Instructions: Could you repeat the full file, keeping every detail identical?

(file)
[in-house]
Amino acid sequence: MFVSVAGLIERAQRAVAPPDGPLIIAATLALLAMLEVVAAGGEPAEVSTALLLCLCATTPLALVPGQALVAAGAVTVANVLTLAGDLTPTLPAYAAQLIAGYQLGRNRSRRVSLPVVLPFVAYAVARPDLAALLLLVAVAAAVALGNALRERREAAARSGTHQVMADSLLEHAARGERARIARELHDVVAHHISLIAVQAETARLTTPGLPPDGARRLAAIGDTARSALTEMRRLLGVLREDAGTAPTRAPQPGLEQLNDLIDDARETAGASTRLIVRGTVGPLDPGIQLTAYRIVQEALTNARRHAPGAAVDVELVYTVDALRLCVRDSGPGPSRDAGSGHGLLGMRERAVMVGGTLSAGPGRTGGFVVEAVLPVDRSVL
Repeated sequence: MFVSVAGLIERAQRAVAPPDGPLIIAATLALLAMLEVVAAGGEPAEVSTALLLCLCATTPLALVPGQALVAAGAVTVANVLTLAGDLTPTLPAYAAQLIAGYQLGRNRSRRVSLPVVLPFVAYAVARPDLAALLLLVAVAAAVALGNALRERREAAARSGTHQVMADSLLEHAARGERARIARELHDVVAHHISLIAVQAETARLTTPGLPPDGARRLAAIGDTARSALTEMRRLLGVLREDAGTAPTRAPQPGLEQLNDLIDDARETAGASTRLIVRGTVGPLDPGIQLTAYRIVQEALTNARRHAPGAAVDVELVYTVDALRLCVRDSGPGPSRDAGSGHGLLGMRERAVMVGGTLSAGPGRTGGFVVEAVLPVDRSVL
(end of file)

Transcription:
[in-house]
Amino acid sequence: MFVSVAGLIERAQRAVAPPDGPLIIAATLALLAMLEVVAAGGEPAEVSTALLLCLCATTPLALVPGQALVAAGAVTVANVLTLAGDLTPTLPAYAAQLIAGYQLGRNRSRRVSLPVVLPFVAYAVARPDLAALLLLVAVAAAVALGNALRERREAAARSGTHQVMADSLLEHAARGERARIARELHDVVAHHISLIAVQAETARLTTPGLPPDGARRLAAIGDTARSALTEMRRLLGVLREDAGTAPTRAPQPGLEQLNDLIDDARETAGASTRLIVRGTVGPLDPGIQLTAYRIVQEALTNARRHAPGAAVDVELVYTVDALRLCVRDSGPGPSRDAGSGHGLLGMRERAVMVGGTLSAGPGRTGGFVVEAVLPVDRSVL
Repeated sequence: MFVSVAGLIERAQRAVAPPDGPLIIAATLALLAMLEVVAAGGEPAEVSTALLLCLCATTPLALVPGQALVAAGAVTVANVLTLAGDLTPTLPAYAAQLIAGYQLGRNRSRRVSLPVVLPFVAYAVARPDLAALLLLVAVAAAVALGNALRERREAAARSGTHQVMADSLLEHAARGERARIARELHDVVAHHISLIAVQAETARLTTPGLPPDGARRLAAIGDTARSALTEMRRLLGVLREDAGTAPTRAPQPGLEQLNDLIDDARETAGASTRLIVRGTVGPLDPGIQLTAYRIVQEALTNARRHAPGAAVDVELVYTVDALRLCVRDSGPGPSRDAGSGHGLLGMRERAVMVGGTLSAGPGRTGGFVVEAVLPVDRSVL